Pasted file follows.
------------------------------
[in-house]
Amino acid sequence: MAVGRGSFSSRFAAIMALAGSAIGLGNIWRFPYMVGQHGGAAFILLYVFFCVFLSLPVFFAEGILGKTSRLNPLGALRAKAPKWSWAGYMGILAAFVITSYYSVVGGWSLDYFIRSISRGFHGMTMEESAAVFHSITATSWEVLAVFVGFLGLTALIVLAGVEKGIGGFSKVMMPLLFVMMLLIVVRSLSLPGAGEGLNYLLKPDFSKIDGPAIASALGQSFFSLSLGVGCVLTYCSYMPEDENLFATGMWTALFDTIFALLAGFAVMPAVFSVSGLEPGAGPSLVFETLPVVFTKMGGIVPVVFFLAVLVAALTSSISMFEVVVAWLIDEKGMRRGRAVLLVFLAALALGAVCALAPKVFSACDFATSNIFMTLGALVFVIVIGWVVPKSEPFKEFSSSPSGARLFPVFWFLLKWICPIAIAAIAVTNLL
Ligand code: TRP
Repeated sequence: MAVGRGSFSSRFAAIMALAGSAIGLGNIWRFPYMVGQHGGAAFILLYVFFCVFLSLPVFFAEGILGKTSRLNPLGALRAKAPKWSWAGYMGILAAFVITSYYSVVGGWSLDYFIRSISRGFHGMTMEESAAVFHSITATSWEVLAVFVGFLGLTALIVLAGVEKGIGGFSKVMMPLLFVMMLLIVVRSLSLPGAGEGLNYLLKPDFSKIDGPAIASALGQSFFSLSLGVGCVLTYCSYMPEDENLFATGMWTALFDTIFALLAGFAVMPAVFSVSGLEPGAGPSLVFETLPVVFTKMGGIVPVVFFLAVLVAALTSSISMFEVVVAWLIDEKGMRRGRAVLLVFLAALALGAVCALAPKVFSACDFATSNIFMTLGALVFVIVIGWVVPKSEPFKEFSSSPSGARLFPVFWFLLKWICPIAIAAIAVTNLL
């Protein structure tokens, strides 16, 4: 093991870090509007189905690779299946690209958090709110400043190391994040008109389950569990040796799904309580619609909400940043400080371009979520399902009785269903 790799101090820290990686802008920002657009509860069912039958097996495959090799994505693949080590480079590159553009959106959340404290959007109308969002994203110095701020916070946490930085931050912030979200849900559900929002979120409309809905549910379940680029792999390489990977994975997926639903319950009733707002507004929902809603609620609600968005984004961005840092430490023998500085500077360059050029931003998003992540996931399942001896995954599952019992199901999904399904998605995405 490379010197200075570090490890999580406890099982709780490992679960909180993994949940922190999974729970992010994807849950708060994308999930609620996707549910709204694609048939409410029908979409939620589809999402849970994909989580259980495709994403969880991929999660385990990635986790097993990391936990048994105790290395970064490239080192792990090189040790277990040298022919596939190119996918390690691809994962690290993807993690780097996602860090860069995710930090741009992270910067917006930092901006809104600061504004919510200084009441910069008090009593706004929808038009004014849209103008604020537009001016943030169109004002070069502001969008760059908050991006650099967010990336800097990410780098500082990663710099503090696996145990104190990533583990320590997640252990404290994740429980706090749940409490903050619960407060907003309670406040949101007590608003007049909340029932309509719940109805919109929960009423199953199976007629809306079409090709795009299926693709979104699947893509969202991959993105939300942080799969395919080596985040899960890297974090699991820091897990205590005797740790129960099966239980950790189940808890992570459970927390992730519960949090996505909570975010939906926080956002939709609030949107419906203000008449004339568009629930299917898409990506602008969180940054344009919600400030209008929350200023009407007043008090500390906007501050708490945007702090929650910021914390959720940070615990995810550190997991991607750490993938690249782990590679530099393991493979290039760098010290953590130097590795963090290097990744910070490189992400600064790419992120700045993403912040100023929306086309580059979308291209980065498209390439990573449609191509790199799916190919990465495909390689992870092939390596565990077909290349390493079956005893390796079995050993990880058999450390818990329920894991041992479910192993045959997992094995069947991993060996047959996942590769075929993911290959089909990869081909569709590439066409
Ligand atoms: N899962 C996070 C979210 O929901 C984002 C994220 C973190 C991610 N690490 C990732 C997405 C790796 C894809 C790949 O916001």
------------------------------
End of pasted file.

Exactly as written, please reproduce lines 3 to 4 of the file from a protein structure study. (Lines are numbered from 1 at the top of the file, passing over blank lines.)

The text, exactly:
Ligand code: TRP
Repeated sequence: MAVGRGSFSSRFAAIMALAGSAIGLGNIWRFPYMVGQHGGAAFILLYVFFCVFLSLPVFFAEGILGKTSRLNPLGALRAKAPKWSWAGYMGILAAFVITSYYSVVGGWSLDYFIRSISRGFHGMTMEESAAVFHSITATSWEVLAVFVGFLGLTALIVLAGVEKGIGGFSKVMMPLLFVMMLLIVVRSLSLPGAGEGLNYLLKPDFSKIDGPAIASALGQSFFSLSLGVGCVLTYCSYMPEDENLFATGMWTALFDTIFALLAGFAVMPAVFSVSGLEPGAGPSLVFETLPVVFTKMGGIVPVVFFLAVLVAALTSSISMFEVVVAWLIDEKGMRRGRAVLLVFLAALALGAVCALAPKVFSACDFATSNIFMTLGALVFVIVIGWVVPKSEPFKEFSSSPSGARLFPVFWFLLKWICPIAIAAIAVTNLL